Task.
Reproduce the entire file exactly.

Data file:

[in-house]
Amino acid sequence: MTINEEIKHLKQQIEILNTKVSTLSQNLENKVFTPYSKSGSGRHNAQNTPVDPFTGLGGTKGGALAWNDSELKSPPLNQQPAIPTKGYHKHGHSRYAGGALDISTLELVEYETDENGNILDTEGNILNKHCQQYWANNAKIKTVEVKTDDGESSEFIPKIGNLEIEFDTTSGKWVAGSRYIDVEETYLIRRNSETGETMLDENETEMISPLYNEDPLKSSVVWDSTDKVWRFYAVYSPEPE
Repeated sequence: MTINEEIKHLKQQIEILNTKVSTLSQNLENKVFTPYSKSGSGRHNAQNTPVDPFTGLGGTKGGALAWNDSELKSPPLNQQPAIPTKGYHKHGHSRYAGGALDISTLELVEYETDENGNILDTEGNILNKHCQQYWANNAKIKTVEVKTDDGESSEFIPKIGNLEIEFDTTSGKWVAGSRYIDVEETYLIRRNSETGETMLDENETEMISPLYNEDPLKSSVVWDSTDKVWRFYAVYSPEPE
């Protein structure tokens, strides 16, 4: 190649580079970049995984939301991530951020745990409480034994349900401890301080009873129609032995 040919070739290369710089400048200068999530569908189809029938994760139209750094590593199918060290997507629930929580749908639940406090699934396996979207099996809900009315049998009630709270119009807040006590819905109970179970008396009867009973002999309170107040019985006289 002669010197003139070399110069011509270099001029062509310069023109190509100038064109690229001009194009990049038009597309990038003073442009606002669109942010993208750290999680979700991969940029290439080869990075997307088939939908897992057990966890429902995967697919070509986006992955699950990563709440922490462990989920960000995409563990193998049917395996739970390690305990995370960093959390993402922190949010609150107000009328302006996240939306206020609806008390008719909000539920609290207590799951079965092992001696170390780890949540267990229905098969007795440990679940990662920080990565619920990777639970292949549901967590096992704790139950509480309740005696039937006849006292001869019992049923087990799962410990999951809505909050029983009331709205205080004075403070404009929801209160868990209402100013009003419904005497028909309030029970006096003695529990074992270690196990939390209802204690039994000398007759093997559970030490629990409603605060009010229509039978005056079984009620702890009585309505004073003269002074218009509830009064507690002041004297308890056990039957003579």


[in-house]
Amino acid sequence: MTINEEIKHLKQQIEILNTKVSTLSQNLENKVFTPYSKSGSGRHNAQNTPVDPFTGLGGTKGGALAWNDSELKSPPLNQQPAIPTKGYHKHGHSRYAGGALDISTLELVEYETDENGNILDTEGNILNKHCQQYWANNAKIKTVEVKTDDGESSEFIPKIGNLEIEFDTTSGKWVAGSRYIDVEETYLIRRNSETGETMLDENETEMISPLYNEDPLKSSVVWDSTDKVWRFYAVYSPEPE
Repeated sequence: MTINEEIKHLKQQIEILNTKVSTLSQNLENKVFTPYSKSGSGRHNAQNTPVDPFTGLGGTKGGALAWNDSELKSPPLNQQPAIPTKGYHKHGHSRYAGGALDISTLELVEYETDENGNILDTEGNILNKHCQQYWANNAKIKTVEVKTDDGESSEFIPKIGNLEIEFDTTSGKWVAGSRYIDVEETYLIRRNSETGETMLDENETEMISPLYNEDPLKSSVVWDSTDKVWRFYAVYSPEPE
């Protein structure tokens, strides 16, 4: 190649580079970049995984939301991530951020745990409480034994349900401890301080009873129609032995 040919070739290369710089400048200068999530569908189809029938994760139209750094590593199918060290997507629930929580749908639940406090699934396996979207099996809900009315049998009630709270119009807040006590819905109970179970008396009867009973002999309170107040019985006289 002669010197003139070399110069011509270099001029062509310069023109190509100038064109690229001009194009990049038009597309990038003073442009606002669109942010993208750290999680979700991969940029290439080869990075997307088939939908897992057990966890429902995967697919070509986006992955699950990563709440922490462990989920960000995409563990193998049917395996739970390690305990995370960093959390993402922190949010609150107000009328302006996240939306206020609806008390008719909000539920609290207590799951079965092992001696170390780890949540267990229905098969007795440990679940990662920080990565619920990777639970292949549901967590096992704790139950509480309740005696039937006849006292001869019992049923087990799962410990999951809505909050029983009331709205205080004075403070404009929801209160868990209402100013009003419904005497028909309030029970006096003695529990074992270690196990939390209802204690039994000398007759093997559970030490629990409603605060009010229509039978005056079984009620702890009585309505004073003269002074218009509830009064507690002041004297308890056990039957003579």